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© Infoquest Pty Ltd 2014. An experiment A digital game for teachers and youth workers to better understand and respond to young people at risk © Infoquest.

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Presentation on theme: "© Infoquest Pty Ltd 2014. An experiment A digital game for teachers and youth workers to better understand and respond to young people at risk © Infoquest."— Presentation transcript:

1 © Infoquest Pty Ltd 2014

2 An experiment A digital game for teachers and youth workers to better understand and respond to young people at risk © Infoquest Pty Ltd 2014

3 Experiential learning ‘If you tell me, I will listen. If you show me, I will see. But if you let me experience, I will learn.’ Lao-Tzu 5 th century BC © Infoquest Pty Ltd 2014

4 Overview Background The original board game The digital game Identifying audience: pre-service teachers Game-based learning in the tertiary sector Testing Shaping Destinies Where to next? © Infoquest Pty Ltd 2014


6 Who am I? Over fifteen years, writing and editing, including for DECD, Principals Australia, UniSA and Anangu Education Services. Working in areas of social inclusion including: ◦ Drugs and alcohol ◦ Refugees ◦ Disabilities ◦ Improving literacy and numeracy outcomes ◦ School disengagement and re-engagement ◦ Child protection ◦ Aboriginal cultural studies ◦ School-based apprenticeships ◦ Pre-service teacher units © Infoquest Pty Ltd 2014

7 ICAN and Social Inclusion Board/DPC Interviews with +/-300 young people, their parents, case workers, teachers and any partners in learning delivery Upper Spencer Gulf and the Adelaide northern, southern and north-western metro areas Writing newsletters, website, books, evaluation reports, conference papers © Infoquest Pty Ltd 2014


9 Shaping Destinies— overview of history 2007 board game launched at ICAN conference 2013 digitised by IT students at UniSA for final year assignment 2014 trialled as a learning tool by 160 health science students. © Infoquest Pty Ltd 2014

10 History of Shaping Destinies 2007 ICAN state wide conference ◦ Used by 300 teachers, principals, youth workers and policy makers ◦ 40 printed copies—all quickly sold out to schools and youth agencies who used for staff PD © Infoquest Pty Ltd 2014

11 Why Shaping Destinies? ICAN statewide conference 2007 ◦ Lots of experts — ‘talking heads’ ◦ Why not add a creative learning tool that was immersive and interactive? ◦ But what? © Infoquest Pty Ltd 2014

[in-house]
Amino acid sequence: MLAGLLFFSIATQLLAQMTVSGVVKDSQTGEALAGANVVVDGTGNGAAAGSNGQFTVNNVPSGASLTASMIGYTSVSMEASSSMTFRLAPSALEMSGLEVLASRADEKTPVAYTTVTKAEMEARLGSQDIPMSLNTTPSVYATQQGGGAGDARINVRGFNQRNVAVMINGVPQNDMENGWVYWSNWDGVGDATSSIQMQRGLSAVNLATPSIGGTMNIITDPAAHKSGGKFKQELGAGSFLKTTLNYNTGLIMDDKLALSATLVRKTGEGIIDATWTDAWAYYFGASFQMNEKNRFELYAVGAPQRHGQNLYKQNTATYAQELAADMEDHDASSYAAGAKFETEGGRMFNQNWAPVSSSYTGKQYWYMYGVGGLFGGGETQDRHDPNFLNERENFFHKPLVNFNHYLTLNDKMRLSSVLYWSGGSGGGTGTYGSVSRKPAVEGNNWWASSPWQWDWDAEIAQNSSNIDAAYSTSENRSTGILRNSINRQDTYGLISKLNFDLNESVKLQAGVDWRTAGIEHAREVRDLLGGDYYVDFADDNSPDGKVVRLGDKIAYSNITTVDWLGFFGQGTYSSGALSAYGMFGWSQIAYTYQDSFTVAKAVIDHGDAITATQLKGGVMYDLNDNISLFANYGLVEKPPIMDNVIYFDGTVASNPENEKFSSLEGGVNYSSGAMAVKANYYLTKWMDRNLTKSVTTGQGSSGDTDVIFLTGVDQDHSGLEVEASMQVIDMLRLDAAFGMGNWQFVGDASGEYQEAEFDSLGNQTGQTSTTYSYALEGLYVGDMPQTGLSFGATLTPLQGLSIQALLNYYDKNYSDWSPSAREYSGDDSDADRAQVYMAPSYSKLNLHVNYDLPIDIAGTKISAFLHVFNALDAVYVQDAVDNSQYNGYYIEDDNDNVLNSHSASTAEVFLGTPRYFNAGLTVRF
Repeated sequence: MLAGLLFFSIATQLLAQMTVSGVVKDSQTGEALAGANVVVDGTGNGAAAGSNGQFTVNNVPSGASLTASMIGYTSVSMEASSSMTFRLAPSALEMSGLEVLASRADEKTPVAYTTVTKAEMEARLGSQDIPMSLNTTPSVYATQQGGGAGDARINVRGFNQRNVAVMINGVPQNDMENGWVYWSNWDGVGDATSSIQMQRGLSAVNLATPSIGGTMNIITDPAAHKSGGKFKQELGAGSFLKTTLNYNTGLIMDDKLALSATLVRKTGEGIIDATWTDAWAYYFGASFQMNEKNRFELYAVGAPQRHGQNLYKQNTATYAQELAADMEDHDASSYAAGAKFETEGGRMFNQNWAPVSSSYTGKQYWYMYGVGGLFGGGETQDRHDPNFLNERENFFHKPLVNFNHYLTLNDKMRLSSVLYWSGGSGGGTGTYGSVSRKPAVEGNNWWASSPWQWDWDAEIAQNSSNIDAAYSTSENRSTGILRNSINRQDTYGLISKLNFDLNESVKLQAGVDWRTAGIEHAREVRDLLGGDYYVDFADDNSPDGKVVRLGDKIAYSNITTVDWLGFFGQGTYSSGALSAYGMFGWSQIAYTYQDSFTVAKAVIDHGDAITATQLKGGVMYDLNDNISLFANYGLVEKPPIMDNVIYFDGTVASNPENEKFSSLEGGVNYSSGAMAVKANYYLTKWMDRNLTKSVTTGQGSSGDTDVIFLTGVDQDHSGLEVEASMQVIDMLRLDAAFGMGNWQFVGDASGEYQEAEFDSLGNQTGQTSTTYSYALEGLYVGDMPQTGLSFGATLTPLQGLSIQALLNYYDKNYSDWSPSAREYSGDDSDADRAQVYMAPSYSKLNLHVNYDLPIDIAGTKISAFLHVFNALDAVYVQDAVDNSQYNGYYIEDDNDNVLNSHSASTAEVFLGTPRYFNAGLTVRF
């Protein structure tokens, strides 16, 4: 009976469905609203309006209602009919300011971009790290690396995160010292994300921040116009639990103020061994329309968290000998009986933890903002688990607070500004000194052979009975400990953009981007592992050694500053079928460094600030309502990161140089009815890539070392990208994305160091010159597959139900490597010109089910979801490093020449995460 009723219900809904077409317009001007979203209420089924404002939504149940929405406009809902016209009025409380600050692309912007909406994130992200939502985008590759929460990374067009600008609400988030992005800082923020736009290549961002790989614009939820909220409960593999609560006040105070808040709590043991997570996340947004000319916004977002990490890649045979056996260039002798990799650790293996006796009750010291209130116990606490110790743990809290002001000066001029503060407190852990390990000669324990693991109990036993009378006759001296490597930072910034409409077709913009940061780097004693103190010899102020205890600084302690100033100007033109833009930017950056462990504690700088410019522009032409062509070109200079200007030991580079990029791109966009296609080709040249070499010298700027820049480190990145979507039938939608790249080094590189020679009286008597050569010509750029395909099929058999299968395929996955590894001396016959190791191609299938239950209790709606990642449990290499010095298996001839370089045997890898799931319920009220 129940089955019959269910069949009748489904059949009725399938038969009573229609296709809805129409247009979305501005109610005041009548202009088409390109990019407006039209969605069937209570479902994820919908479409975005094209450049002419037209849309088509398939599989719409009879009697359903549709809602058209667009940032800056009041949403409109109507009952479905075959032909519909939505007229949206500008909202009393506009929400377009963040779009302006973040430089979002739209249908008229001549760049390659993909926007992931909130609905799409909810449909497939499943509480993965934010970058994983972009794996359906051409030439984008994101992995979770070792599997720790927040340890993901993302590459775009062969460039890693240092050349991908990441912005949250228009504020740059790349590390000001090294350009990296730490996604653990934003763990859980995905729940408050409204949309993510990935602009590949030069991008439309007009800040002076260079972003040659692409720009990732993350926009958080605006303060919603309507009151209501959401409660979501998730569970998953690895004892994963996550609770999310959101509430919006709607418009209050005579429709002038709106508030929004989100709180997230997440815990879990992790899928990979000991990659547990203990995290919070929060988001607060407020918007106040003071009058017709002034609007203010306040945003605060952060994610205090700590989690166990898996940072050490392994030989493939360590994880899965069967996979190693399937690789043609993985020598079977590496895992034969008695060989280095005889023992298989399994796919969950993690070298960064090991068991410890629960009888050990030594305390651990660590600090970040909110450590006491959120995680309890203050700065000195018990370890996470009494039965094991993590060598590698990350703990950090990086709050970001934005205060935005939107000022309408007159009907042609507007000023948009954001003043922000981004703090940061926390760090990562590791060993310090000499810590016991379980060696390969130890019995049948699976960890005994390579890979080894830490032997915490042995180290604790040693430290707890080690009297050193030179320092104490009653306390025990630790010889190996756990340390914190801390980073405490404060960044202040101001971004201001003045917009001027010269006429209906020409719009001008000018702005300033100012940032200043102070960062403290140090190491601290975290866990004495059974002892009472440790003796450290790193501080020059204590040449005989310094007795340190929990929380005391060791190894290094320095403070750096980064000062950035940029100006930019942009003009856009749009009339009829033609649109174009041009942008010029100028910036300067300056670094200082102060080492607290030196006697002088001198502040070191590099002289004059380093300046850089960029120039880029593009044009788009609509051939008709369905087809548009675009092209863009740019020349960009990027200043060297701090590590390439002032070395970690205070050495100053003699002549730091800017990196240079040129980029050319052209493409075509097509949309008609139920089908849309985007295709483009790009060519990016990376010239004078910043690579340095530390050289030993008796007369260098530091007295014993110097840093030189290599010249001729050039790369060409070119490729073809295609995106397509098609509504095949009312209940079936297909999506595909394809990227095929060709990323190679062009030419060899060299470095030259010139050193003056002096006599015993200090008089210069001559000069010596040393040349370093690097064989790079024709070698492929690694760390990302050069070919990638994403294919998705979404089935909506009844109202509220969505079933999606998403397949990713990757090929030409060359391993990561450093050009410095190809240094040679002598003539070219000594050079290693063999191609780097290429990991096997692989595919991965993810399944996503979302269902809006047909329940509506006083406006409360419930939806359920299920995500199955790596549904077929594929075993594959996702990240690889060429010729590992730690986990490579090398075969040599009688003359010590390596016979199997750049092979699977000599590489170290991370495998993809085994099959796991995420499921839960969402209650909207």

12 The challenge To create a learning tool for: Teachers to better understand the complexities of young people at risk of disengagement from learning Youth workers to understand school contexts © Infoquest Pty Ltd 2014

13 Complex lives Indigenous Poverty Young mums Family breakdown Health issues, including mental health Contact with juvenile justice system Homelessness Drug and alcohol issues Isolation Refugees What was their lived experience of school? What were their barriers to engagement with learning? How could I get teachers to understand the complexity of young people’s lives if… © Infoquest Pty Ltd 2014

14 Learning through play? Learning through play? Play is known to be the medium through which children learn. But also: ‘Research from education, psychology, and anthropology suggests that play is a powerful mediator for learning throughout a person’s life.’ (Rieper, 1996, p.43) © Infoquest Pty Ltd 2014

15 Role play? ‘Unlike most social games that are frequently competitive in nature, most role-playing gaming is cooperative, with no clearly defined winners or losers and potentially no defined end to the game.’ (Hawkes-Robinson, 2008, p.2) © Infoquest Pty Ltd 2014

16 My brief to myself Marry the voices of 300 young people at risk with the existing research, including risk and protective factors Include the social determinants of health to demonstrate some yp identified as at greater risk Demonstrate the complexities of school disengagement… and that neither dis- engagement nor re-engagement are linear but occur over time © Infoquest Pty Ltd 2014

17 My brief to myself (2) Not suggest that young people at risk can’t succeed Not preclude other young people from being at risk Demonstrate what works: ◦ Strong relationships between teachers and students, which are positive, respectful, honest, sensitive, understanding and trusting ◦ Inclusive schooling practices and young person- centred learning ◦ Joined-up support with schools and agencies working together to offer engagement programs and sometimes wrap-around intervention © Infoquest Pty Ltd 2014

18 SHAPING DESTINIES— THE BOARD GAME (with pictures from the electronic game) © Infoquest Pty Ltd 2014

19 6 characters 3 cohorts identified by Social Inclusion Board as being particularly at risk: Aboriginal young people Young people living in rural and remote areas Young people under the Guardianship of the Minister (foster children) Also at risk: Refugees Not generally considered at risk: A girl from the leafy green suburbs A boy from a tight knit Italian family © Infoquest Pty Ltd 2014

20 Social determinants of health Each character is accorded a pre-determined number of counters based on the social determinants of health, eg Sophie (leafy green suburbs) gets many more than Rex (Aboriginal) Players discuss what they think their character might achieve. I wanted to begin by posing this challenge. Teachers’ expectations and assumptions play a large role in the achievements of young people. (Schilling & Schilling, 1999; Bamburg J, 1994; Gonder in Raffini, 1993) © Infoquest Pty Ltd 2014